He recalled that he was asked by the then Master to take over the family planning clinic at the Hospital. He described that title as a misnomer because what he called "standard family planning" was conducted elsewhere and the patients referred to this clinic were almost universally sent for consideration for tubal ligation. Thus it was he who was in charge of the conduct of tubal ligations in the Coombe Hospital for many years. By the year 2000 he estimated that he would have carried out that procedure "in the high hundreds and probably in the thousands". He was therefore a consultant of great experience in tubal ligation.
The plaintiff was considered suitable for tubal ligation and it was carried out on the 16th December, 1999 by Dr. Murray. Not surprisingly he had no recollection of the operation but the theatre records and operating notes of the procedure had been kept and he was able to refresh his memory by reference to them.
The procedure was carried out laparoscopically. Dr. Murray described filling the plaintiff's abdomen with three litres of carbon dioxide gas and then inserting the relevant instruments around the belly button area. He discovered that there were multiple adhesions from the anterior abdominal wall present. That was because the plaintiff had had previous surgery and also had had an ectopic pregnancy. He dealt with those adhesions as part of the procedure. He was able to dissect them off with the instruments which he was using so that he could see what he was supposed to be doing. Then he "just clipped the tubes". He said there was a little difficulty because of the adhesions but he was satisfied that he had clipped the tubes.
Dr. Murray went on to say that over the years there were three or four instances where he was not altogether happy that he had achieved a satisfactory tubal ligation. In such circumstances he organised a histo- salpinogram to be carried out some six weeks after the operation. He did not do so in this case.
Following the operation Dr. Murray wrote to Dr. Dunne as follows:"This is just to let you know that your patient Mrs. Byrne had a laparoscopic sterilisation undertaken here a few weeks ago. The operation was straightforward and she was discharged a few hours later". In evidence Dr. Murray said that the use of the term "straightforward" in that letter meant that there were no complications. He pointed out that the procedure is fraught with a lot of serious things which may go wrong such as damage being caused to the bowel, to the bladder, or to blood vessels. What he meant by the letter was that nothing of that nature occurred.
It is quite clear that Dr. Murray believed that he had carried out an effective tubal ligation. He believed that he had been able to deal with the adhesions and had clipped the plaintiff's tubes. Had he had any doubts about, this I am satisfied that he would not have proceeded laparoscopically but would have changed to an open procedure and/or would have had a histo-salpinogram carried out. He was fully satisfied that the operation done by him was a success.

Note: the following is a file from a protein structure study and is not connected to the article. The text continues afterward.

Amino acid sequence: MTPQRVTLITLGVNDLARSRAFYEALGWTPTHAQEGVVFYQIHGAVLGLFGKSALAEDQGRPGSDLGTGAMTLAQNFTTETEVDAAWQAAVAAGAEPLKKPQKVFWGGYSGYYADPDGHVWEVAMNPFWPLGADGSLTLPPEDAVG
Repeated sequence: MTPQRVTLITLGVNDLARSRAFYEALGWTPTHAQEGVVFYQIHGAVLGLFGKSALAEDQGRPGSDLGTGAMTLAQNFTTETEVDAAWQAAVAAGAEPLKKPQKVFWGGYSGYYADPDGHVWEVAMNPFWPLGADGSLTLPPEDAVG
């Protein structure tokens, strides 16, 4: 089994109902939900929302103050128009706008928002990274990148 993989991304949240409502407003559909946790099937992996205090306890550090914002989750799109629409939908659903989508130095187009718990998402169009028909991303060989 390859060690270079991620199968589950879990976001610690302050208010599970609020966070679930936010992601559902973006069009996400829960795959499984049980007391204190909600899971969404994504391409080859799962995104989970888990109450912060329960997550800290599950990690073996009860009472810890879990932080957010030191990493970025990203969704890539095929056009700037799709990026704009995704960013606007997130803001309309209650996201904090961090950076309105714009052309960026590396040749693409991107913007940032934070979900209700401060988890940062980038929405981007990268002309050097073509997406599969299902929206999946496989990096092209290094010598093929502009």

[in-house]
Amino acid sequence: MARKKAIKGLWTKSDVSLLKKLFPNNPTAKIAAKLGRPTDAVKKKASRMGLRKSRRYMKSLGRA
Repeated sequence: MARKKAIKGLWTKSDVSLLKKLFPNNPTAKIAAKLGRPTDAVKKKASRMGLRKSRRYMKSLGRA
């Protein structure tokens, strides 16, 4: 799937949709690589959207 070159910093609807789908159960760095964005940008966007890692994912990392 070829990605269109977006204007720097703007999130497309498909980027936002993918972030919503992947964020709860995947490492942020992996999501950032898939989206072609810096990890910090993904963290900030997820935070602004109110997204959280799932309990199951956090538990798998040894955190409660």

Unfortunately Dr. Murray was wrong. It is common case that a second tubal ligation was carried out on the plaintiff in December, 2002. It was done by Dr. Peter Boylan. He made a video recording of the procedure. The video was seen by Dr. Murray and he accepted (and indeed had no doubt) that, rather than clipping one of the plaintiff's fallopian tubes, he in fact attached the clip to tissue just beside it. He was unable to explain how this happened. Counsel then put the following questions to him:"Question: Doctor, I have to suggest to you that if you had been using the care which was appropriate to somebody of your experience and eminence that would not have happened? Answer: I was a very careful surgeon all my life.
Question: I understand that.
Answer: And I operated carefully. I cannot explain why this happened or how it happened but I would reject the idea that I wasn't careful.
Question: But it is not something that can happen if the procedure which you have described is carried out carefully? Answer: Well, we were dealing with adhesions here. I freed adhesions to a degree that allowed me, as far as I was concerned, to establish - I was not looking for the full length of the fallopian tube but for an area of tube that I could clip Question: So the existence of the adhesions did not prevent you from identifying the fallopian tube?
Answer: I don't think so. I would doubt that.
Question: In fact you have already said to us that if you had been unhappy about your capacity to visualise the fallopian tube because of adhesions, you would have gone to a laparotomy?
Answer: I would have gone to a laparotomy, yes.
Question: So I now return to my question, Doctor, if you had removed or dissected away the adhesions sufficiently to visualise the fallopian tube, how could you apply the clip to something other than the fallopian tube if you had carefully followed the procedure which you have described to us?
Answer: I can't answer that one because I don't know, but I assume that I mistook a roll of tissue which was adjacent to the tube as the tube in this circumstance. That is all I can say. I have no idea
Question: But what I am putting to you is that that...